The new attraction at BALTIC is billed as “an immersive virtual playground that responds to chaos, luck and chance”. David Whetstone met the man behind Mythmachine
Somewhere in Mumbai – which I’m told is still called Bombay by many Indians - there may be some young men still puzzling over the shrouded figure they met on the skywalk.
Ahead of his Mythmachine installation opening at BALTIC, artist Sahej Rahal recalls with amusement the encounter on one of the city’s elevated walkways.
“I was doing a performance at about 10.30 at night and I’d made this patchwork cloak and was wandering through the space.
“There was a group of young boys, breakdancers, and I realised I was intruding on their practice session.”
He describes a passive aggressive tussle for territory, he with his home-made shroud and self-imposed vow of silence.
“It became fun, a strange sort of dance where I was trying to navigate the space around them.
“It was as if we were communicating with movement.”
That was in 2012. Ten years on, the mysterious skywalk figure is the man tasked with transforming BALTIC’s ground floor space devoted to play.
Until recently it was occupied by Equal Play, the playground installation devised by Albert Potrony which had kids delightedly clambering, balancing and slithering.
Kinnari Saraiya, curatorial fellow at BALTIC, was given the job of finding the artist to follow in Potrony’s footsteps, although this time she wanted something more to do with storytelling than physical play.
Sahej sprang to mind.
“We’d never connected before but I’ve known of his work for a while and I’m from Bombay as well,” she explains.
Contact was made, a studio visit was organised and “it just worked”.
Sahej, who has exhibited around the world but never in the North East, says: “I was excited from the get-go, and especially by the idea of doing something interactive.”
Mythmachine could hardly be less like Potrony’s sunny blue and yellow playground.
You enter a more muted, shadowy environment inhabited by sculptures resembling alien life forms.
Sahej says they were fashioned from odds and ends found in the BALTIC stores and covered with polyurethane foam.
On big screens a 2D version of these tentacled creatures moves seemingly randomly in a landscape not quite of this world.
What makes the creatures move?
Answer: we do – and not by what we do but by the sounds we make.
“The entire space can be thought of as this quasi-sentient musical instrument,” says the artist.
“There are pieces of work (a series of smaller sculptures in an adjoining room) that produce sound when you touch them. Then there are the larger pieces.
“But the central part of it all is an AI (artificial intelligence) programme. It’s sort of alive. You can speak to it.
“It picks up audio feedback and responds with movement.”
The focus is on the large tentacled creature on the screens. On each tentacle is a different AI ‘script’ and each can pick up a sound and change the creature’s movement.
Then as each tentacle touches the digitally created terrain, it triggers an audio file which the artist recorded with Hindustani classical singer Niyah Upadhya.
Sound therefore triggers movement that triggers sound.
Sahej insists it’s not going to result in a discordant racket.
“If multiple limbs land together then it’ll start creating harmonies,” he says.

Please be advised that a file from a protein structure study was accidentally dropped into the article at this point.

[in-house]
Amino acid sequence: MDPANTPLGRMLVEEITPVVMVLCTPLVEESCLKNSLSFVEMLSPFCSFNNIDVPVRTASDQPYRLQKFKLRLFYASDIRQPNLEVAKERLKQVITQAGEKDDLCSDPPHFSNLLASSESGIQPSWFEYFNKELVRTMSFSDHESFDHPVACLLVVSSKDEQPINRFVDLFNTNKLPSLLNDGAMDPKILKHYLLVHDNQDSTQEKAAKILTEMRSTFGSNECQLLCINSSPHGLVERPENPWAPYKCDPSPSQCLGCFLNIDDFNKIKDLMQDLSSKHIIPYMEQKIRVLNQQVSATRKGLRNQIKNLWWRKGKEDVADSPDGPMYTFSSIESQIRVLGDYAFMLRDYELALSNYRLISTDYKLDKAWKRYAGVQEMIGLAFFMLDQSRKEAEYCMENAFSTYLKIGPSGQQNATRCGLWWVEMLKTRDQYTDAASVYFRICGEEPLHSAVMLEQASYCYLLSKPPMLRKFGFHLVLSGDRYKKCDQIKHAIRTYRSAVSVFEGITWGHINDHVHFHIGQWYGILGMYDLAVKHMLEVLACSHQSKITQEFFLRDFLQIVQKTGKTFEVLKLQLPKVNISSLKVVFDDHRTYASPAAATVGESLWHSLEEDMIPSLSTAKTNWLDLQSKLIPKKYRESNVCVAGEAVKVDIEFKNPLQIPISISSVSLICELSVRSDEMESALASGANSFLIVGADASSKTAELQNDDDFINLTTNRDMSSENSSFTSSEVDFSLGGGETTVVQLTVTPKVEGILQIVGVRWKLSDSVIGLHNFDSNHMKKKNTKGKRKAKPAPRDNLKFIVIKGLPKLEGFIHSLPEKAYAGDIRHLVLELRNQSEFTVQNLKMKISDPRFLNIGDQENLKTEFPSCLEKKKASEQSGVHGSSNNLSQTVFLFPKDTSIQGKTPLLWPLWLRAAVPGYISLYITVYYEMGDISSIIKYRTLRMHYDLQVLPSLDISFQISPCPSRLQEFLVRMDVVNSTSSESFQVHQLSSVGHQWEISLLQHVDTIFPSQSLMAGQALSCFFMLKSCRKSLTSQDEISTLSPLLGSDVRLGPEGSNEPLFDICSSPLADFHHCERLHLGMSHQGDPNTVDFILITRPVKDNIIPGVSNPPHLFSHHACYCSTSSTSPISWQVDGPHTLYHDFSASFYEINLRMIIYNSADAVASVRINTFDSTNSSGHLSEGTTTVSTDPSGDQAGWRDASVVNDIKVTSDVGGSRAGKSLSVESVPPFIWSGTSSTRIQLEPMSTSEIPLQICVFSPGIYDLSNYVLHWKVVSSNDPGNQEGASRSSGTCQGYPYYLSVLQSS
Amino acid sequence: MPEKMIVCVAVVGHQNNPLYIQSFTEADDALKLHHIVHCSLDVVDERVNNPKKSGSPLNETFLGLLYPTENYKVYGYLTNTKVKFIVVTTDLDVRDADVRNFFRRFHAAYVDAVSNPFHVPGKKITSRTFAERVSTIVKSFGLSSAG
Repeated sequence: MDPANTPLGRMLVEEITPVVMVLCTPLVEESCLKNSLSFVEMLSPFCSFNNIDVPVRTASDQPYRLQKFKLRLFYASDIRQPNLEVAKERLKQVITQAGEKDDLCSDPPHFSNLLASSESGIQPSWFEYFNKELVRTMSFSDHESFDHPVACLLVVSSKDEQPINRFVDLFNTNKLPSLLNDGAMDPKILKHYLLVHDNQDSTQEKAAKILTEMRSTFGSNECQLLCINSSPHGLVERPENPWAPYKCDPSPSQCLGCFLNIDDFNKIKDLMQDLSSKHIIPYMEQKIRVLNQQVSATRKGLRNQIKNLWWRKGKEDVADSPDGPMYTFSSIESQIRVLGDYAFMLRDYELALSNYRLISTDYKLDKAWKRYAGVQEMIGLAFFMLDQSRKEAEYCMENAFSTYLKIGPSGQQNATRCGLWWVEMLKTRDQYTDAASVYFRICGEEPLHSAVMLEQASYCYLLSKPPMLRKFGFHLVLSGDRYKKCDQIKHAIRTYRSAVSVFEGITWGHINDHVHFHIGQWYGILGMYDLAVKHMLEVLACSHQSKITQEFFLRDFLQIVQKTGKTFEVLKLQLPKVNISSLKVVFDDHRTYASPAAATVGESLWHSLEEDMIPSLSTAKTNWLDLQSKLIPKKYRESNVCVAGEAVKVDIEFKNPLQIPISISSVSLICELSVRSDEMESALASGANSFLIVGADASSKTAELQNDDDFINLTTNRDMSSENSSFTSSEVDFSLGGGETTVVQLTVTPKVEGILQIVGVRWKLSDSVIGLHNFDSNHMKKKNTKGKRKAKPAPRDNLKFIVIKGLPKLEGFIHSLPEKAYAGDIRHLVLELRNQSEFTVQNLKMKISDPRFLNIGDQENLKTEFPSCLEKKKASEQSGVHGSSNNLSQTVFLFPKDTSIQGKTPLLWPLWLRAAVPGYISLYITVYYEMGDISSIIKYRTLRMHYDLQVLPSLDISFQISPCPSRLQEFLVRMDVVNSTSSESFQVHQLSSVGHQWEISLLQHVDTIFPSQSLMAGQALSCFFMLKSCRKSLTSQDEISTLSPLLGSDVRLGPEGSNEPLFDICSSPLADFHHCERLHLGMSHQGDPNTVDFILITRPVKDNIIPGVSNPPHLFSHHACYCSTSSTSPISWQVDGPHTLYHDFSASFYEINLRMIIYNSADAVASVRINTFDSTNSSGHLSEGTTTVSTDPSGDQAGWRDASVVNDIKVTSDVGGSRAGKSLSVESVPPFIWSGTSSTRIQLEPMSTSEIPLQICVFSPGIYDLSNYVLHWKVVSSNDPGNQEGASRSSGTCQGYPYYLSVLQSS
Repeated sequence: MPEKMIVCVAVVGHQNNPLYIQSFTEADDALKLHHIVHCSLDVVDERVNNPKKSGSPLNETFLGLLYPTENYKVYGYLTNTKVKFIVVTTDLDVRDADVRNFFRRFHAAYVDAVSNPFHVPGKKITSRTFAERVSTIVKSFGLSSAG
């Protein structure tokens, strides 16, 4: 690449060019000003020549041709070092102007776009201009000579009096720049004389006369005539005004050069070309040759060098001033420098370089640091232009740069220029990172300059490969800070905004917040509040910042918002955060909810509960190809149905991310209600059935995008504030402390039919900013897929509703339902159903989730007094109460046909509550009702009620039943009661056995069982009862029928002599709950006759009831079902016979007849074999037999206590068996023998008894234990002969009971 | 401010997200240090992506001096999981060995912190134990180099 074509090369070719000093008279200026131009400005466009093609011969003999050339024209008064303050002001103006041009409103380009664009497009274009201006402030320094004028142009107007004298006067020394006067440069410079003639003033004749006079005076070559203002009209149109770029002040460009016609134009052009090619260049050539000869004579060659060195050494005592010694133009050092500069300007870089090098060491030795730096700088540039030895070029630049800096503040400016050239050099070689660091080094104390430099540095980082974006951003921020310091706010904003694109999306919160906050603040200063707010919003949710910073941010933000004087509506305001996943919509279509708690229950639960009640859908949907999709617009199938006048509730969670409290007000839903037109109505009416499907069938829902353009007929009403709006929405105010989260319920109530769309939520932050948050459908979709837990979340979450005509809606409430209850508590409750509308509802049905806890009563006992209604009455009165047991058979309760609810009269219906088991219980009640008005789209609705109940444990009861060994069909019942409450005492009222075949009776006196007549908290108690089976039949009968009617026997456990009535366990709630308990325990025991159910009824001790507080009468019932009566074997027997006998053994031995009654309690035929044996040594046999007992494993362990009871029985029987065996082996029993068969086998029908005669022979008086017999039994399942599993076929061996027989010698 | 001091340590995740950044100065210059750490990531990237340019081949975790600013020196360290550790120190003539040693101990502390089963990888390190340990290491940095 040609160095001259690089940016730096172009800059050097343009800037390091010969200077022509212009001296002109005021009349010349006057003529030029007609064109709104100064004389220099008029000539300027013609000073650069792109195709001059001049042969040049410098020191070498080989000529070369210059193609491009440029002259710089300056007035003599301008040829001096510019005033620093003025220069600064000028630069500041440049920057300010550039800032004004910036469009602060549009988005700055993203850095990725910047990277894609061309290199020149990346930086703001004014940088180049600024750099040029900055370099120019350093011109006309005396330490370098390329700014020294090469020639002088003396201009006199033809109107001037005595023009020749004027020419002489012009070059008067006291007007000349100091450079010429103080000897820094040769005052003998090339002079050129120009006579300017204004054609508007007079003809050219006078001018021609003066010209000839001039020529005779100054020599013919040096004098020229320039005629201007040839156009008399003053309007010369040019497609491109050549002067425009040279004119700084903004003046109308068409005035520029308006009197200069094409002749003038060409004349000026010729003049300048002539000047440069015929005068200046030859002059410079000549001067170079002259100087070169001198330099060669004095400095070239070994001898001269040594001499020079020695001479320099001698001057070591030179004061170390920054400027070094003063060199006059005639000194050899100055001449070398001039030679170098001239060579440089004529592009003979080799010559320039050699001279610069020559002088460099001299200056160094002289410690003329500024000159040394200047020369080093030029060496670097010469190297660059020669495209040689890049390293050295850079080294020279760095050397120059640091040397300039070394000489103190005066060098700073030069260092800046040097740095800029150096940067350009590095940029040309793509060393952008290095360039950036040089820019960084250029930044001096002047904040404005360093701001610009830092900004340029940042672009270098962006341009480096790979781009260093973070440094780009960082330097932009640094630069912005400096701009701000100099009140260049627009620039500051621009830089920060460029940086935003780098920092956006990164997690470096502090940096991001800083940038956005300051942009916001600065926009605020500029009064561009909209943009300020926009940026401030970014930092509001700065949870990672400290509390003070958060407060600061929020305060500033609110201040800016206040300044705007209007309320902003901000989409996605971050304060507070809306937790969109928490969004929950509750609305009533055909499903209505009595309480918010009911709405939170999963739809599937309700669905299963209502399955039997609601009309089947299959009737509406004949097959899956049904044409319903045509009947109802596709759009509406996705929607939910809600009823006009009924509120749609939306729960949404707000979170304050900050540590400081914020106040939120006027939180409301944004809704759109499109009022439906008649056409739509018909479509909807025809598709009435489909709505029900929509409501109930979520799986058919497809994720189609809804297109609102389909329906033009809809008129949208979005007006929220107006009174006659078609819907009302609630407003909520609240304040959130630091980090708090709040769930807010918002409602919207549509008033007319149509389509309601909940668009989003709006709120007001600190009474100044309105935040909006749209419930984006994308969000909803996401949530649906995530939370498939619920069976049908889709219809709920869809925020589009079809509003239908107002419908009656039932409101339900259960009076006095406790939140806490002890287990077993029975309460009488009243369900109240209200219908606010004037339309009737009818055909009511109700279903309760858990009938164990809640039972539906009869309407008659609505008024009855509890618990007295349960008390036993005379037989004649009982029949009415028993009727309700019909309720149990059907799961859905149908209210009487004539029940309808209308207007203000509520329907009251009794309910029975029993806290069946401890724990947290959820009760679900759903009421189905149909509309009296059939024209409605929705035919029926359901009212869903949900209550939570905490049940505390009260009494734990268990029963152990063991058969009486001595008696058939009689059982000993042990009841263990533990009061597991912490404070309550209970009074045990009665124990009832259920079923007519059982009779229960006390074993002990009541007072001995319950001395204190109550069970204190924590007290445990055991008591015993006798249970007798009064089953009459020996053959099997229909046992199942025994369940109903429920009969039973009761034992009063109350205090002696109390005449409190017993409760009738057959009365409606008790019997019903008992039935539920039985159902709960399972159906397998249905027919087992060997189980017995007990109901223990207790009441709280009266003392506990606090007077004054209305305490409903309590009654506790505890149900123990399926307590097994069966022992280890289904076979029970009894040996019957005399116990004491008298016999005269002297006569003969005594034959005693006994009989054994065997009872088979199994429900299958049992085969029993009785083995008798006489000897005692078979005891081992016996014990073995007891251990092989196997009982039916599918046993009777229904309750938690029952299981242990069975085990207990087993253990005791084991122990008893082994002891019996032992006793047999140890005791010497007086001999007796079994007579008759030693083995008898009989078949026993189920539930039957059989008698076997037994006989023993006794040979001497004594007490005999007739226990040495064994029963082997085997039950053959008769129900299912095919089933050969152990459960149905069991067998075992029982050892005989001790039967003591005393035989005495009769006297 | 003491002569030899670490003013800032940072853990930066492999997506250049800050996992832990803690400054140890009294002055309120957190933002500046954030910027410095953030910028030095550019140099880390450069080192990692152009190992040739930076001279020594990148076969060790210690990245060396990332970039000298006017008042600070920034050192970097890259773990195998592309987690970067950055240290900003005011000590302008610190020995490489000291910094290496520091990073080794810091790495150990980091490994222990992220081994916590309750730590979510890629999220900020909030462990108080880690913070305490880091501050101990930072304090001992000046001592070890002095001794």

The process is random and could go on indefinitely. When there’s more than one person in the room, it won’t be clear who’s triggering what.
“I’ve programmed how the creature moves and things like that, but I can’t compute the way it will react.
“I have removed my hand from it in a way. The work lies beyond the extent of what I have programmed it to do and that’s something I’m interested in.”
Sahej, the latest in a long line of international artists to exhibit at BALTIC, was studying to be an engineer – “like every kid in Bombay,” he laughs – before he went to art school and studied painting and drawing.
There he met “this fantastic artist”, Nikhil Chopra, who specialises in performance.
He inspired him to experiment with his own performances in the subways and skywalks that have appeared “like appendages” as the city has developed.
He and friends would dress up and sometimes use flutes called whistling sticks, carried by Indian shepherds to summon spirits to guide them through forests.
You’d imagine anyone encountering them would have been intrigued or perhaps even startled.
“A staple reaction you get in Bombay is people think there’s a film shoot,” says Sahej with a smile. “That’s quite cool.”
Since art school, he says, he has been working on “a kind of strange, mythological world that’s unfolding with each piece”.
An interest in video gaming will be obvious to many who enter his Mythmachine, although there will also be a comic that people can pick up with evidence of his conventional graphic skills.
With the emphasis on gaming and play, you might wonder if there’s a serious side to Sahej’s creations.
“I take play very seriously,” he smiles.
Stories, he says, encompass the overarching narratives governing our lives and “the little lies we tell each other on a daily basis”.
Then there are the games we play that come with rules to be learned and perhaps bent.
“To excel at these games you need to look for the cracks in the system,” he insists. “You have to become the trickster. That’s what I’m interested in.”
Mythmachine, by Sahej Rahal the trickster, opens at BALTIC on Saturday, September 24 and runs for a year.